Unhappy and tired, from the Red Crater, since I was up there already, decided to divert for a 1.5-hour return trip to Mount Tongariro summit. Not bad, easy to moderate difficulty, but slippery. Fewer rocks and loads of mud.
From that part, it’s the beginning of the way down. My legs were not helping anymore. The ground was wet, steep and slippery. Both sides of the mountain are hills and I confess I was scared. That is, I believe, the part that took more time: I was going down very slowly, one tiny step at the time.
You will find that the Emerald and Blue lakes are a great and relaxing view of the green/blue colors while you head down.
The way down is longer, around 13km, it has a mix of rocks, dirt and then rainforest, closer to the end.
I would do all again, on a clear summer day, as you can see by the photos, had a pretty ugly day, but it was worth every raindrop and mud in my shoes.
As the trail is in a national park, it is free! You just have to arrange transport from the place you are staying or from the end of the trail back to the beginning. I’ve booked my transport at Macrocarpa Café (Tongariro National Park Village), and it cost me NZD30, which is for drop-off at the beginning, around 7 am) and pick-up at the end (around 4 pm).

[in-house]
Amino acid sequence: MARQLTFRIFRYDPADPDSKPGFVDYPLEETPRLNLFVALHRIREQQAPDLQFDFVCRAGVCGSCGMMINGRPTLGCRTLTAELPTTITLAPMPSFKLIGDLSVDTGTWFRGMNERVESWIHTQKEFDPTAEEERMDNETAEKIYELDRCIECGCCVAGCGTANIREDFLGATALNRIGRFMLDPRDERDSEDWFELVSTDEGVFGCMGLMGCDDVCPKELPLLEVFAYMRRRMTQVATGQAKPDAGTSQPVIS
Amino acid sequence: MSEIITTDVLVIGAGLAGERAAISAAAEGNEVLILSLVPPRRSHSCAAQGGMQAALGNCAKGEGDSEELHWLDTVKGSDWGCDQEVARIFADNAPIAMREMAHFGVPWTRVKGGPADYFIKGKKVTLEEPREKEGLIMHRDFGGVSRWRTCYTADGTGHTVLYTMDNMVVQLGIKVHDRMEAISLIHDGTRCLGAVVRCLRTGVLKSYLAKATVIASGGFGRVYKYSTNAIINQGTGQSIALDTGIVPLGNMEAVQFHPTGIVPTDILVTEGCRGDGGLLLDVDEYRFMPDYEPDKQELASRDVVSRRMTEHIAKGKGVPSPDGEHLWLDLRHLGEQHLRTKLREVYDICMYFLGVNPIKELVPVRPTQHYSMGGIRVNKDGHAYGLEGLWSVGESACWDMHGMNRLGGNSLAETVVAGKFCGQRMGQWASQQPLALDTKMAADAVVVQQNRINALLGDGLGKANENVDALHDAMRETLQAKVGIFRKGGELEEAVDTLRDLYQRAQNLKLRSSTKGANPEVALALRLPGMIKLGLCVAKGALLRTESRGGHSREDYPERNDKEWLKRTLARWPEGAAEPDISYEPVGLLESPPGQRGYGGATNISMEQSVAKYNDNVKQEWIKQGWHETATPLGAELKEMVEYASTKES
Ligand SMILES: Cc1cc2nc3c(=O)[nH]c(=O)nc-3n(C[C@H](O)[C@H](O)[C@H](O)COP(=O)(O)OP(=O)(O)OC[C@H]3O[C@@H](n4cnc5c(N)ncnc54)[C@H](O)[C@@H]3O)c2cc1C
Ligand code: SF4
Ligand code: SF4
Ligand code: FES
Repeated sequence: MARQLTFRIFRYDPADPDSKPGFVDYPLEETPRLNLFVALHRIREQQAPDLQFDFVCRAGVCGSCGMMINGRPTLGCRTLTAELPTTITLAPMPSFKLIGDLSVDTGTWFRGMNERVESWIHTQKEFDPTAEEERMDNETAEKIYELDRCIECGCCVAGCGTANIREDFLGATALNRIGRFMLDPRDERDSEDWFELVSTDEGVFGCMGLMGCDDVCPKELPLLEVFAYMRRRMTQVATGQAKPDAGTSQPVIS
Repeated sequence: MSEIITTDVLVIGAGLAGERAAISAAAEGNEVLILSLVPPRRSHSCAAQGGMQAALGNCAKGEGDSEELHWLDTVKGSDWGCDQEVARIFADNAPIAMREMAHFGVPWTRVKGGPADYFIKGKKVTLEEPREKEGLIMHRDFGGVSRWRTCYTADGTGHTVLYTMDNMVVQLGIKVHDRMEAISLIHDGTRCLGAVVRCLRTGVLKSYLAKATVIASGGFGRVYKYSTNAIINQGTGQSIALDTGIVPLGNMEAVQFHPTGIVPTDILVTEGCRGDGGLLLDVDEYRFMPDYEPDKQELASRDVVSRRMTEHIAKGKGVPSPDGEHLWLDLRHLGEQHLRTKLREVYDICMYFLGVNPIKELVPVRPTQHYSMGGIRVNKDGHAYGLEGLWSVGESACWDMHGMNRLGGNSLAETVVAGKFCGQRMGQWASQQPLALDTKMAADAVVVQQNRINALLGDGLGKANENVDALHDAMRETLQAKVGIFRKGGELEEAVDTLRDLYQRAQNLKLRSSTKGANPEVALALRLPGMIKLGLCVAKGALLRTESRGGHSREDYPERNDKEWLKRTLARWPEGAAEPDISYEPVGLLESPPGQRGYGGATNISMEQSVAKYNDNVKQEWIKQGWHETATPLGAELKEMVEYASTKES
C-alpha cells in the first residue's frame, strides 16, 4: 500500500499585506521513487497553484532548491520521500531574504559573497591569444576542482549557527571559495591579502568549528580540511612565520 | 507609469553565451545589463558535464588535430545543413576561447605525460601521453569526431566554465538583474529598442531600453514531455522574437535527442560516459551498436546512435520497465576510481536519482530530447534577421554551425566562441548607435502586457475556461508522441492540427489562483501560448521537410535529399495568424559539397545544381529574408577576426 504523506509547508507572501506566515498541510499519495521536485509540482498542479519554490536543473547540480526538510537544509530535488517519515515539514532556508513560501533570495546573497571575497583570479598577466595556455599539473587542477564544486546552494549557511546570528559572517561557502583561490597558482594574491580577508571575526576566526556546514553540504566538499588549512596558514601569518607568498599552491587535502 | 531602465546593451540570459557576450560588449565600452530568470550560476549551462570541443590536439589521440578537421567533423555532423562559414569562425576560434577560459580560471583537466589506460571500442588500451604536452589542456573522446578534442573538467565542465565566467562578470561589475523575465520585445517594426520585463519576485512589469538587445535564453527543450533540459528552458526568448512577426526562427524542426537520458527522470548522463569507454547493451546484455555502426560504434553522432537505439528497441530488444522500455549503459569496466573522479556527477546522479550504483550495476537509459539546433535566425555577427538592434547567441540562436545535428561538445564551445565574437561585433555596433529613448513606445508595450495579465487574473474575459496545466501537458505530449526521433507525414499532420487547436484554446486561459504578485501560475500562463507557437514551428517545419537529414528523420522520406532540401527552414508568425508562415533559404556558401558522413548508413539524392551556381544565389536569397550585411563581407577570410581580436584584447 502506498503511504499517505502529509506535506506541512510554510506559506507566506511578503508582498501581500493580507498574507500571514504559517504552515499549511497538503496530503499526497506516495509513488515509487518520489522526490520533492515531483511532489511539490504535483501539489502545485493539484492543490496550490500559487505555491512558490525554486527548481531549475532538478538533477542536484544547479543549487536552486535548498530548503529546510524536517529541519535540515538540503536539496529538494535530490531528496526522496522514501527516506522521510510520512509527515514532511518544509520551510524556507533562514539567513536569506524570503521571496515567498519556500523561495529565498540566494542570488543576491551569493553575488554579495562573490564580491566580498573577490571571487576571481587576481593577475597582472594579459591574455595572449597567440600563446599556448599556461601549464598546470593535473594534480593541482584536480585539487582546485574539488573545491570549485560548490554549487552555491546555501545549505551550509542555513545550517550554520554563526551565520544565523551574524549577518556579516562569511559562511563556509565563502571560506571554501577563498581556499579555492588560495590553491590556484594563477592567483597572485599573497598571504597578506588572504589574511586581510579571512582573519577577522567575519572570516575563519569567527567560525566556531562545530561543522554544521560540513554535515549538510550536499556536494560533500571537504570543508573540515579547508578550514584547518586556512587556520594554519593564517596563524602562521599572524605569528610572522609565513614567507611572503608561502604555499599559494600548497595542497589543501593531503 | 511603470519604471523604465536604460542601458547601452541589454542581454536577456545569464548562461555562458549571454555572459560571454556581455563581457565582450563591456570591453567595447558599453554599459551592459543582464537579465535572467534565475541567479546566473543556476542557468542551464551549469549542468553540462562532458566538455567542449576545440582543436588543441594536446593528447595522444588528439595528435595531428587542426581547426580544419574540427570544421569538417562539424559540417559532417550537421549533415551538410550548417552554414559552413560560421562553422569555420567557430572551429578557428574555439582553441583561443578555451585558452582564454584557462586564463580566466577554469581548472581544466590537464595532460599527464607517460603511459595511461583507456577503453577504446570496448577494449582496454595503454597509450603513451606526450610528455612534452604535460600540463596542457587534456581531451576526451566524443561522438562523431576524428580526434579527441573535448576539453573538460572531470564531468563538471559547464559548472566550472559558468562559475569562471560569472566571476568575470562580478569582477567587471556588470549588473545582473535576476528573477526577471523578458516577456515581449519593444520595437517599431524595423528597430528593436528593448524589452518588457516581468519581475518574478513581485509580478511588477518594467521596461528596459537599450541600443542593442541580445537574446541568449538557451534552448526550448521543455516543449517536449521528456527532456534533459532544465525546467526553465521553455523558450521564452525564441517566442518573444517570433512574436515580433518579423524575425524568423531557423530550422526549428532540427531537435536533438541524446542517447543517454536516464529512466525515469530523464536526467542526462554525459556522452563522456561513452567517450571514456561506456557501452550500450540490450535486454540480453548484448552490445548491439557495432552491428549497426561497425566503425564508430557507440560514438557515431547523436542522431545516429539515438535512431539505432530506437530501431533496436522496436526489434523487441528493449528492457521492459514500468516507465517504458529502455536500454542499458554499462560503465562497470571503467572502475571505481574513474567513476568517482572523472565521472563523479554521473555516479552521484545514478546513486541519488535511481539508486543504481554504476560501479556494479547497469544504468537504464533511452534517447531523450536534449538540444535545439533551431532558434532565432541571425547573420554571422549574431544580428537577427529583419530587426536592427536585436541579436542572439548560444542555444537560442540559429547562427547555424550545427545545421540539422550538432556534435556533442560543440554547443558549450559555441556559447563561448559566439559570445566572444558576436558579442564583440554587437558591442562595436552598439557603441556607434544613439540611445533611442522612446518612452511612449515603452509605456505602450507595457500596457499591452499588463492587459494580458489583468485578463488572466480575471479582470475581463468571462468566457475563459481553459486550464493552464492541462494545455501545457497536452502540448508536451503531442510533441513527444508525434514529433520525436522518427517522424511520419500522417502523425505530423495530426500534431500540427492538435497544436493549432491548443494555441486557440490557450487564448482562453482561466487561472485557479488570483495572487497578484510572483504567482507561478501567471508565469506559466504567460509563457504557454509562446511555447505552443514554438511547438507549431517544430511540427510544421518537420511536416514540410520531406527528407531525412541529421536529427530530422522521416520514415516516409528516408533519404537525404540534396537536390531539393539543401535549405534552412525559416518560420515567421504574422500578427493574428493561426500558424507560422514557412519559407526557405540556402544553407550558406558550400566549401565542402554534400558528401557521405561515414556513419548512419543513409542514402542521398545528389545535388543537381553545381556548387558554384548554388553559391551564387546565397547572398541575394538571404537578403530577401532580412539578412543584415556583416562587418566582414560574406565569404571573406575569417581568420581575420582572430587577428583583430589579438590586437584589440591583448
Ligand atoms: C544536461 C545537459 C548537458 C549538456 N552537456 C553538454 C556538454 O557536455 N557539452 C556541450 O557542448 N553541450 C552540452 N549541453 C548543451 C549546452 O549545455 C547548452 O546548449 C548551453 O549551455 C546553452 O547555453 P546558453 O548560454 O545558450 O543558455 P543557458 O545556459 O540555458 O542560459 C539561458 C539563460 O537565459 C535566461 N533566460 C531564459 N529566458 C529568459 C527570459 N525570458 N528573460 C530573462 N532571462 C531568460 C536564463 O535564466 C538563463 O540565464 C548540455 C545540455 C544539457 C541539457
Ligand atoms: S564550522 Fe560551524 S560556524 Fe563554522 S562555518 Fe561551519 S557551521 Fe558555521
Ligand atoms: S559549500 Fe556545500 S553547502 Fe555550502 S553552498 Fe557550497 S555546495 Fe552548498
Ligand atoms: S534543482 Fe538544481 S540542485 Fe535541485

What to bring to the Tongariro Alpine Crossing
- Water, water, and water – at least 2 liters, more if you can
- Food (I brought a sandwich)
- Fruit and Chocolate bar, as sugar gives you energy and also helps to comfort the soul
- Camera for photos / recording
- Plastic bag or a waterproof case for the camera like the one below
What to wear for the Tongariro Crossing
- Comfortable shoes. I recommend hiking or trail shoes
- Merino layers, as it keeps your body temperature and adapts to conditions
- Merino t-shirts or any breathable non-cotton t-shirt
- Pants or shorts, breathable and non-cotton
- Waterproof jacket in case of rain forecast. Well, even without the rain forecast, better bring it anyway
All photos were taken using a Polaroid Cube Action Camera, which you can find more about below: